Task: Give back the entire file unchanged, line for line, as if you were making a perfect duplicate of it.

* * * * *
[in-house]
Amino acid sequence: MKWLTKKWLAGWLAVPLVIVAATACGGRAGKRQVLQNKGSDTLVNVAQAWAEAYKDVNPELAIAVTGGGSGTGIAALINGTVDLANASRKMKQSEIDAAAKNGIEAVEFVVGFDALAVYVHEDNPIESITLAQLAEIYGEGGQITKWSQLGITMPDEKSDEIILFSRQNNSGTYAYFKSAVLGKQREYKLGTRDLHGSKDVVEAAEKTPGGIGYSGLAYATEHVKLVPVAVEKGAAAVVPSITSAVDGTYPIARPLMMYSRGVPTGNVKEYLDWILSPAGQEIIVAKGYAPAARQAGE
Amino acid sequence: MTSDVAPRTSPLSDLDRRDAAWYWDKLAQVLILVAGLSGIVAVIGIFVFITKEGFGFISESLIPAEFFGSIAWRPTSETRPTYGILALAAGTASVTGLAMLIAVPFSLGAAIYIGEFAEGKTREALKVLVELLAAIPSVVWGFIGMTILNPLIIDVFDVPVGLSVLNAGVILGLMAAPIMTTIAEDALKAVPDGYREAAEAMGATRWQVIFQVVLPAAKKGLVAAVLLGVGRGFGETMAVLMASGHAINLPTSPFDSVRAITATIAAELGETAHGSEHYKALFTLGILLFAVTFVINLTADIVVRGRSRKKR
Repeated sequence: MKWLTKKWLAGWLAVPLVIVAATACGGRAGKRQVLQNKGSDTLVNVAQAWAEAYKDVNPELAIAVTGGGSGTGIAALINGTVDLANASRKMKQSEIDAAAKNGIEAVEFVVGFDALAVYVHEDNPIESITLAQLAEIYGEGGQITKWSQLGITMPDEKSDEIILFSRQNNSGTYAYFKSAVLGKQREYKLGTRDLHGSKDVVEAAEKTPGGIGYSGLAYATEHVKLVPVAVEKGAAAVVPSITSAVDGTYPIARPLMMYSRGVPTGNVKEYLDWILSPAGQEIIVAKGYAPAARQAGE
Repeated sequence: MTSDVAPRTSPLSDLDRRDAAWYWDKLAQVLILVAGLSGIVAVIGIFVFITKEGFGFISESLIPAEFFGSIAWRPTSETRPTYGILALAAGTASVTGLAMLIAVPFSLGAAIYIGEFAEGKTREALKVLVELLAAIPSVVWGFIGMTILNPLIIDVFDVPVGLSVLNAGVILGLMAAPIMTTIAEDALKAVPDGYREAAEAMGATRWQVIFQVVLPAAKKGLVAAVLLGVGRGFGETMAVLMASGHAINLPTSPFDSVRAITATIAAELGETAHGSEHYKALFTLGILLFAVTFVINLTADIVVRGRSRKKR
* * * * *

[in-house]
Amino acid sequence: MKWLTKKWLAGWLAVPLVIVAATACGGRAGKRQVLQNKGSDTLVNVAQAWAEAYKDVNPELAIAVTGGGSGTGIAALINGTVDLANASRKMKQSEIDAAAKNGIEAVEFVVGFDALAVYVHEDNPIESITLAQLAEIYGEGGQITKWSQLGITMPDEKSDEIILFSRQNNSGTYAYFKSAVLGKQREYKLGTRDLHGSKDVVEAAEKTPGGIGYSGLAYATEHVKLVPVAVEKGAAAVVPSITSAVDGTYPIARPLMMYSRGVPTGNVKEYLDWILSPAGQEIIVAKGYAPAARQAGE
Amino acid sequence: MTSDVAPRTSPLSDLDRRDAAWYWDKLAQVLILVAGLSGIVAVIGIFVFITKEGFGFISESLIPAEFFGSIAWRPTSETRPTYGILALAAGTASVTGLAMLIAVPFSLGAAIYIGEFAEGKTREALKVLVELLAAIPSVVWGFIGMTILNPLIIDVFDVPVGLSVLNAGVILGLMAAPIMTTIAEDALKAVPDGYREAAEAMGATRWQVIFQVVLPAAKKGLVAAVLLGVGRGFGETMAVLMASGHAINLPTSPFDSVRAITATIAAELGETAHGSEHYKALFTLGILLFAVTFVINLTADIVVRGRSRKKR
Repeated sequence: MKWLTKKWLAGWLAVPLVIVAATACGGRAGKRQVLQNKGSDTLVNVAQAWAEAYKDVNPELAIAVTGGGSGTGIAALINGTVDLANASRKMKQSEIDAAAKNGIEAVEFVVGFDALAVYVHEDNPIESITLAQLAEIYGEGGQITKWSQLGITMPDEKSDEIILFSRQNNSGTYAYFKSAVLGKQREYKLGTRDLHGSKDVVEAAEKTPGGIGYSGLAYATEHVKLVPVAVEKGAAAVVPSITSAVDGTYPIARPLMMYSRGVPTGNVKEYLDWILSPAGQEIIVAKGYAPAARQAGE
Repeated sequence: MTSDVAPRTSPLSDLDRRDAAWYWDKLAQVLILVAGLSGIVAVIGIFVFITKEGFGFISESLIPAEFFGSIAWRPTSETRPTYGILALAAGTASVTGLAMLIAVPFSLGAAIYIGEFAEGKTREALKVLVELLAAIPSVVWGFIGMTILNPLIIDVFDVPVGLSVLNAGVILGLMAAPIMTTIAEDALKAVPDGYREAAEAMGATRWQVIFQVVLPAAKKGLVAAVLLGVGRGFGETMAVLMASGHAINLPTSPFDSVRAITATIAAELGETAHGSEHYKALFTLGILLFAVTFVINLTADIVVRGRSRKKR